It’s been a tough week.

How do we process what we feel? How do we change circumstances?

Dialogue and posts are great, but they tend to fade away once we accept what has occurred.

I don’t want to oversimplify the complexity of the week’s events, or the challenges of our unique lives. But even the most complex issues necessitate an understanding of our behavior.

I was thinking about this the other night when I read that a 13-year-old girl in Chicago, Trisha Prabu, developed software called “Rethink”.

She researched the adolescent brain, recognized that the prefrontal cortex is not fully developed (that’s where decision making occurs), and created a program that requires teens to “rethink” before publishing a post.

Her research found that the desire to post something unkind dropped dramatically when teens were asked to rethink what they were about to share.

Adults have developed prefrontal cortexes, but we could probably benefit from an occasional “rethink”.

Our busyness, or maybe our strong desire to be heard, tends to result in impulsivity, or a belief that our behavior is somehow justified.

We look around at others and blame them for our suffering. But our suffering is our own, often caused by our belief system, our past hurts, our inability to see outside of the tunnel vision we have created.

That doesn’t mean we don’t speak up if we have been hurt, but speaking up doesn’t mean fighting or harming. Just like being an attentive parent doesn’t mean yelling or shaming. Somehow we have entwined speaking up with aggression, and setting boundaries with creating fear.

We can share opinions without hurting others. We can be treated unfairly without retaliating. We can be frustrated and not yell at the ones we love most. We can be annoyed at our spouse and not be demeaning.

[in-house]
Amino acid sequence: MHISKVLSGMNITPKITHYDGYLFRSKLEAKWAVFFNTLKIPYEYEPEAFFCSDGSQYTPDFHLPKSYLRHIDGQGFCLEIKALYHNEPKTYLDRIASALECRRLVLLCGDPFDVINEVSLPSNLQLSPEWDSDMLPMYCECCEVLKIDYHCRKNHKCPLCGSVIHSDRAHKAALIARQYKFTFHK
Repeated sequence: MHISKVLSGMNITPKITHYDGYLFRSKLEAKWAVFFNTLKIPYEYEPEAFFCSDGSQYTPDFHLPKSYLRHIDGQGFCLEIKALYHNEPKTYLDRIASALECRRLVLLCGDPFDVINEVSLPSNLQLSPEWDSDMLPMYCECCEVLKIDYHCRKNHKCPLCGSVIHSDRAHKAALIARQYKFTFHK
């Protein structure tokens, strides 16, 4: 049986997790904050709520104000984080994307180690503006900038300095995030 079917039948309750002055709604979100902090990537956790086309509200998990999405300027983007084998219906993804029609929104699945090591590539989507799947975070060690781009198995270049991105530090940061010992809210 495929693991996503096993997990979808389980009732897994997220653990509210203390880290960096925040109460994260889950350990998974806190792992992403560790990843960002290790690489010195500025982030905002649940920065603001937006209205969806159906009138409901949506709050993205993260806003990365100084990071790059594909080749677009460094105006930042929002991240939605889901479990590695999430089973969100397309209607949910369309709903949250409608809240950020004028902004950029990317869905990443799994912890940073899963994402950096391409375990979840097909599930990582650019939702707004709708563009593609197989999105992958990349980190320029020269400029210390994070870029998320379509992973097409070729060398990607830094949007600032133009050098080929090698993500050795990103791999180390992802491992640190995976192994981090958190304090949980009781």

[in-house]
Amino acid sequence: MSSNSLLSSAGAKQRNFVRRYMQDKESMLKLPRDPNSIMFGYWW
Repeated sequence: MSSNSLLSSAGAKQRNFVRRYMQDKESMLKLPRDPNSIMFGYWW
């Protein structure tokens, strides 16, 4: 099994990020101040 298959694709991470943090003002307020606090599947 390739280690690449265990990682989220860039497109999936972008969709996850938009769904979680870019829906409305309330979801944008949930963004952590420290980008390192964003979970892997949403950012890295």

We always have choices. We can always rethink how we choose to act.

Don’t hurt people knowingly. Especially people you love. If you are frustrated, take responsibility for your feelings. Feel them, have compassion for your humanness. Then create space between the feeling and how you respond.

As I always say to my kids, there is nothing wrong with feeling anger, but what you do with it is another story. Aggression of any form, words or hands, will not make you feel better, and it will not resolve the problem.

It will create more pain – possibly for the person you hurt, but definitely for you.

And then you perpetuate a cycle of pain. It gets spread around and we start to think it’s the natural way of people. But it’s not.

The latest proof is from this 13-year-old girl in Chicago, a girl who took the initiative to reduce cyberbulling. Her research proved that if we have time to “rethink”, we choose what’s right. We choose compassion, we choose connection.

And this is so important, because as we have learned this week, most people are struggling with something, even if it doesn’t appear that way.

And if we choose to be kind, we may shift a perspective, offer hope, save a life.

When we slow down enough to look at our choices and behavior, and when we take responsibility for who we are and what we put out in the world, we find that spewing negativity is not the best way to get our needs met.

The work to rethink can be challenging, a life-long practice, but once we give it a go we see how it works.

We feel the difference between aggression and compassion. We witness our ability to make beneficial change. We reap the benefits of putting out something good. 

One “rethink” at a time.